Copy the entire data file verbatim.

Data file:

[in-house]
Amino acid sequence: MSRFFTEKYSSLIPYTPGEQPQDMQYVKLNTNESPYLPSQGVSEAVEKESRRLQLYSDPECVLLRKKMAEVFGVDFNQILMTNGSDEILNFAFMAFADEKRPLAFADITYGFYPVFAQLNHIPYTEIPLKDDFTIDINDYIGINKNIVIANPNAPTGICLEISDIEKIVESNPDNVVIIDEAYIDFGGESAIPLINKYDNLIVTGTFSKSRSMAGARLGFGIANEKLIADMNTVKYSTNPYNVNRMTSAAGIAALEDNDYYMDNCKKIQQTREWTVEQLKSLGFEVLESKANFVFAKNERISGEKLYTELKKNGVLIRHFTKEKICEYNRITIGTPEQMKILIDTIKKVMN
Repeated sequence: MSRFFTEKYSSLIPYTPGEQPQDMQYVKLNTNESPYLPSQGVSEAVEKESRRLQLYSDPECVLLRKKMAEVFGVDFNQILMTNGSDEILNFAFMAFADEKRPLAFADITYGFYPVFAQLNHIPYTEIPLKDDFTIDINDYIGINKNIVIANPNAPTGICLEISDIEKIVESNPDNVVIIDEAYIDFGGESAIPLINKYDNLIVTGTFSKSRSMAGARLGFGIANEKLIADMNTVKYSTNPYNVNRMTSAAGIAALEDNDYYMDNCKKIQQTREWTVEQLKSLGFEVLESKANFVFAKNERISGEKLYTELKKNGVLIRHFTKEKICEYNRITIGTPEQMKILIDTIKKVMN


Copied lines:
[in-house]
Amino acid sequence: MSRFFTEKYSSLIPYTPGEQPQDMQYVKLNTNESPYLPSQGVSEAVEKESRRLQLYSDPECVLLRKKMAEVFGVDFNQILMTNGSDEILNFAFMAFADEKRPLAFADITYGFYPVFAQLNHIPYTEIPLKDDFTIDINDYIGINKNIVIANPNAPTGICLEISDIEKIVESNPDNVVIIDEAYIDFGGESAIPLINKYDNLIVTGTFSKSRSMAGARLGFGIANEKLIADMNTVKYSTNPYNVNRMTSAAGIAALEDNDYYMDNCKKIQQTREWTVEQLKSLGFEVLESKANFVFAKNERISGEKLYTELKKNGVLIRHFTKEKICEYNRITIGTPEQMKILIDTIKKVMN
Repeated sequence: MSRFFTEKYSSLIPYTPGEQPQDMQYVKLNTNESPYLPSQGVSEAVEKESRRLQLYSDPECVLLRKKMAEVFGVDFNQILMTNGSDEILNFAFMAFADEKRPLAFADITYGFYPVFAQLNHIPYTEIPLKDDFTIDINDYIGINKNIVIANPNAPTGICLEISDIEKIVESNPDNVVIIDEAYIDFGGESAIPLINKYDNLIVTGTFSKSRSMAGARLGFGIANEKLIADMNTVKYSTNPYNVNRMTSAAGIAALEDNDYYMDNCKKIQQTREWTVEQLKSLGFEVLESKANFVFAKNERISGEKLYTELKKNGVLIRHFTKEKICEYNRITIGTPEQMKILIDTIKKVMN